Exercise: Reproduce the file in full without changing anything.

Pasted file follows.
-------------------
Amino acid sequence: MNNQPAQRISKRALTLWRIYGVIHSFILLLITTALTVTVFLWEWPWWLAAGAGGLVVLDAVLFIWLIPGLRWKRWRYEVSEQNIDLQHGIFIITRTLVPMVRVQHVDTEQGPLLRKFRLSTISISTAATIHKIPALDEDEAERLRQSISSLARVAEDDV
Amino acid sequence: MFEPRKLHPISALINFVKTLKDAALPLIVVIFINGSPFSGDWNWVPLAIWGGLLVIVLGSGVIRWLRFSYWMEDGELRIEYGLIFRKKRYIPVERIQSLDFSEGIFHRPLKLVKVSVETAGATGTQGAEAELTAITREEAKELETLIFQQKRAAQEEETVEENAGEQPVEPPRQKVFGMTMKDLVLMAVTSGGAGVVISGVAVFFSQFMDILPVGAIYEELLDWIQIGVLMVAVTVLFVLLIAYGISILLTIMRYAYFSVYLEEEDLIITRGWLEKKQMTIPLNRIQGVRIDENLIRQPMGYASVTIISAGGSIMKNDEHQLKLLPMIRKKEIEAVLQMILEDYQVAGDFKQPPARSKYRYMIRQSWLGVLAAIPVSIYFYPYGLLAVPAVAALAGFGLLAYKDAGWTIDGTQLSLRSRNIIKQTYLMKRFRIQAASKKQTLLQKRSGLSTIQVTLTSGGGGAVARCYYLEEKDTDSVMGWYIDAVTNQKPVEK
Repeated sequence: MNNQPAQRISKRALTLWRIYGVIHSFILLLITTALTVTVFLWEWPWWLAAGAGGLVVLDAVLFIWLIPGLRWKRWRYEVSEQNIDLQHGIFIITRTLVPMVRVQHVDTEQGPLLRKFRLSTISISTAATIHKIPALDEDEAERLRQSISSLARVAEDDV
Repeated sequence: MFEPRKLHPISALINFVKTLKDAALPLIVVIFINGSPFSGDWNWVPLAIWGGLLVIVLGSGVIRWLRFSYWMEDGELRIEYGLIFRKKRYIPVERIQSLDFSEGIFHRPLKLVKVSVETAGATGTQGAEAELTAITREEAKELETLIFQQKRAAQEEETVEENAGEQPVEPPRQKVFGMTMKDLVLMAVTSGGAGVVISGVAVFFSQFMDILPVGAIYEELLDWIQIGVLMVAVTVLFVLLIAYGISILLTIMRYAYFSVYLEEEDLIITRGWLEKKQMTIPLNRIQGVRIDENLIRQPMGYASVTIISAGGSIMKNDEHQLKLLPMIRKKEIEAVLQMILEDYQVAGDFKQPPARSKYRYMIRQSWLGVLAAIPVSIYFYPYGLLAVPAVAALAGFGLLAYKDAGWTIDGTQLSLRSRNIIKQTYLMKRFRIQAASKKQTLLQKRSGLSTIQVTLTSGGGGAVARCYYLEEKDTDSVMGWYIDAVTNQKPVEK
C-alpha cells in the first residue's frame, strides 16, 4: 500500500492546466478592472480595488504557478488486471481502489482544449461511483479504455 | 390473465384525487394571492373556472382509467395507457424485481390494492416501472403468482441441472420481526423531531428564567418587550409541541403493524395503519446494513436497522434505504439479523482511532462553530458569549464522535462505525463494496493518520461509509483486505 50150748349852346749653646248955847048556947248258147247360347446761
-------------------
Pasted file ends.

Amino acid sequence: MNNQPAQRISKRALTLWRIYGVIHSFILLLITTALTVTVFLWEWPWWLAAGAGGLVVLDAVLFIWLIPGLRWKRWRYEVSEQNIDLQHGIFIITRTLVPMVRVQHVDTEQGPLLRKFRLSTISISTAATIHKIPALDEDEAERLRQSISSLARVAEDDV
Amino acid sequence: MFEPRKLHPISALINFVKTLKDAALPLIVVIFINGSPFSGDWNWVPLAIWGGLLVIVLGSGVIRWLRFSYWMEDGELRIEYGLIFRKKRYIPVERIQSLDFSEGIFHRPLKLVKVSVETAGATGTQGAEAELTAITREEAKELETLIFQQKRAAQEEETVEENAGEQPVEPPRQKVFGMTMKDLVLMAVTSGGAGVVISGVAVFFSQFMDILPVGAIYEELLDWIQIGVLMVAVTVLFVLLIAYGISILLTIMRYAYFSVYLEEEDLIITRGWLEKKQMTIPLNRIQGVRIDENLIRQPMGYASVTIISAGGSIMKNDEHQLKLLPMIRKKEIEAVLQMILEDYQVAGDFKQPPARSKYRYMIRQSWLGVLAAIPVSIYFYPYGLLAVPAVAALAGFGLLAYKDAGWTIDGTQLSLRSRNIIKQTYLMKRFRIQAASKKQTLLQKRSGLSTIQVTLTSGGGGAVARCYYLEEKDTDSVMGWYIDAVTNQKPVEK
Repeated sequence: MNNQPAQRISKRALTLWRIYGVIHSFILLLITTALTVTVFLWEWPWWLAAGAGGLVVLDAVLFIWLIPGLRWKRWRYEVSEQNIDLQHGIFIITRTLVPMVRVQHVDTEQGPLLRKFRLSTISISTAATIHKIPALDEDEAERLRQSISSLARVAEDDV
Repeated sequence: MFEPRKLHPISALINFVKTLKDAALPLIVVIFINGSPFSGDWNWVPLAIWGGLLVIVLGSGVIRWLRFSYWMEDGELRIEYGLIFRKKRYIPVERIQSLDFSEGIFHRPLKLVKVSVETAGATGTQGAEAELTAITREEAKELETLIFQQKRAAQEEETVEENAGEQPVEPPRQKVFGMTMKDLVLMAVTSGGAGVVISGVAVFFSQFMDILPVGAIYEELLDWIQIGVLMVAVTVLFVLLIAYGISILLTIMRYAYFSVYLEEEDLIITRGWLEKKQMTIPLNRIQGVRIDENLIRQPMGYASVTIISAGGSIMKNDEHQLKLLPMIRKKEIEAVLQMILEDYQVAGDFKQPPARSKYRYMIRQSWLGVLAAIPVSIYFYPYGLLAVPAVAALAGFGLLAYKDAGWTIDGTQLSLRSRNIIKQTYLMKRFRIQAASKKQTLLQKRSGLSTIQVTLTSGGGGAVARCYYLEEKDTDSVMGWYIDAVTNQKPVEK
C-alpha cells in the first residue's frame, strides 16, 4: 500500500492546466478592472480595488504557478488486471481502489482544449461511483479504455 | 390473465384525487394571492373556472382509467395507457424485481390494492416501472403468482441441472420481526423531531428564567418587550409541541403493524395503519446494513436497522434505504439479523482511532462553530458569549464522535462505525463494496493518520461509509483486505 50150748349852346749653646248955847048556947248258147247360347446761